Application of external-cavity quantum cascade infrared lasers to nanosecond time-resolved infrared spectroscopy of condensed-phase samples following pulse radiolysis.

Chemistry Department, Brookhaven National Laboratory, Upton, New York 11973-5000, USA.
Applied Spectroscopy (Impact Factor: 2.01). 06/2010; 64(6):563-70. DOI: 10.1366/000370210791414344
Source: PubMed

ABSTRACT Pulse radiolysis, utilizing short pulses of high-energy electrons from accelerators, is a powerful method for rapidly generating reduced or oxidized species and other free radicals in solution. Combined with fast time-resolved spectroscopic detection (typically in the ultraviolet/visible/near-infrared), it is invaluable for monitoring the reactivity of species subjected to radiolysis on timescales ranging from picoseconds to seconds. However, it is often difficult to identify the transient intermediates definitively due to a lack of structural information in the spectral bands. Time-resolved vibrational spectroscopy offers the structural specificity necessary for mechanistic investigations but has received only limited application in pulse radiolysis experiments. For example, time-resolved infrared (TRIR) spectroscopy has only been applied to a handful of gas-phase studies, limited mainly by several technical challenges. We have exploited recent developments in commercial external-cavity quantum cascade laser (EC-QCL) technology to construct a nanosecond TRIR apparatus that has allowed, for the first time, TRIR spectra to be recorded following pulse radiolysis of condensed-phase samples. Near single-shot sensitivity of DeltaOD <1 x 10(-3) has been achieved, with a response time of <20 ns. Using two continuous-wave EC-QCLs, the current apparatus covers a probe region from 1890-2084 cm(-1), and TRIR spectra are acquired on a point-by-point basis by recording transient absorption decay traces at specific IR wavelengths and combining these to generate spectral time slices. The utility of the apparatus has been demonstrated by monitoring the formation and decay of the one-electron reduced form of the CO(2) reduction catalyst, [Re(I)(bpy)(CO)(3)(CH(3)CN)](+), in acetonitrile with nanosecond time resolution following pulse radiolysis. Characteristic red-shifting of the nu(CO) IR bands confirmed that one-electron reduction of the complex took place. The availability of TRIR detection with high sensitivity opens up a wide range of mechanistic pulse radiolysis investigations that were previously difficult or impossible to perform with transient UV/visible detection.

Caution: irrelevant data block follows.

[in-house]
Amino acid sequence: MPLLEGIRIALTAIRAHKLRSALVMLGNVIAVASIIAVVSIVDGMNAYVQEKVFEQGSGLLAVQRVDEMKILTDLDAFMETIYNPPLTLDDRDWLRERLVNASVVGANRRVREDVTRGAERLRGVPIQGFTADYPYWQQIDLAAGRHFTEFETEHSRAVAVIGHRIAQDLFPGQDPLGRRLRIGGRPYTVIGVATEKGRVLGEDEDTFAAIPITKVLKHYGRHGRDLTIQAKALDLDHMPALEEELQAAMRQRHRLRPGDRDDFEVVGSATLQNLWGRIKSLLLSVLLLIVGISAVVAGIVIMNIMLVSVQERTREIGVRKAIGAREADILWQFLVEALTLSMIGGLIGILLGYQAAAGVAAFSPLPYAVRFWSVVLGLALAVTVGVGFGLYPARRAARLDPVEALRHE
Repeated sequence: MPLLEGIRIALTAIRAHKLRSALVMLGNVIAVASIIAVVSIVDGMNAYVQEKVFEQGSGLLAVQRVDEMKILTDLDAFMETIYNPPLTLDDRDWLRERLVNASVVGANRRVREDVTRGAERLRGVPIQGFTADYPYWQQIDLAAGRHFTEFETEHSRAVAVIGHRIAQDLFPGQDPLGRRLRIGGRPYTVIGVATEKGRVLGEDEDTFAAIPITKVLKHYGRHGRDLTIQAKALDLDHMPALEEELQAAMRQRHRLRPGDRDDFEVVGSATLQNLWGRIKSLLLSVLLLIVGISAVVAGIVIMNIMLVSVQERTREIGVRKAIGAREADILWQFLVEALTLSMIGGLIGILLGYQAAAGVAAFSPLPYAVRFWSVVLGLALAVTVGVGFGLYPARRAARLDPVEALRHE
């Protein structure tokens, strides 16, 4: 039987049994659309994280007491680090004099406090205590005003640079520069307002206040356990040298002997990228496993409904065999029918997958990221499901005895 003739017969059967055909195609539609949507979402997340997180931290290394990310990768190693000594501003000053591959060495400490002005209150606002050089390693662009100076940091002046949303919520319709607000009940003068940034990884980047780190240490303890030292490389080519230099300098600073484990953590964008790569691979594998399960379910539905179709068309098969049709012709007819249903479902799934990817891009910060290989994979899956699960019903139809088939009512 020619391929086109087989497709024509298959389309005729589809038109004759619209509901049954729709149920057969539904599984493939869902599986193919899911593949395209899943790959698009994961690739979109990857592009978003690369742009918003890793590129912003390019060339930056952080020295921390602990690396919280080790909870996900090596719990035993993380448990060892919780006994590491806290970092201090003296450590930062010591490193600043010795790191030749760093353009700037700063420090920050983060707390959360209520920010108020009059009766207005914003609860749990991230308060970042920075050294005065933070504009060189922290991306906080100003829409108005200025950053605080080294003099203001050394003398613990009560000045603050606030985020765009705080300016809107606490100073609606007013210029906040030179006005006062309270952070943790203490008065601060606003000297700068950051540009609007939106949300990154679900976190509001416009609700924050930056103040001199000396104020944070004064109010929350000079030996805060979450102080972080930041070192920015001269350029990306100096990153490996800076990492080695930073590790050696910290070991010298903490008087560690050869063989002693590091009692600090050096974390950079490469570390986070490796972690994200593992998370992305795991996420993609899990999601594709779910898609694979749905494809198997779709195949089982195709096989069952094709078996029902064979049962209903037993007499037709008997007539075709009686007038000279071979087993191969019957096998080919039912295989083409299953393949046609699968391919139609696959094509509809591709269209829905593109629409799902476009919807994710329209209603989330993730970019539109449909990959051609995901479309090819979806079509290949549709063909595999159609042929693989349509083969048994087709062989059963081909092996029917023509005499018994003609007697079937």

• [Show abstract] [Hide abstract]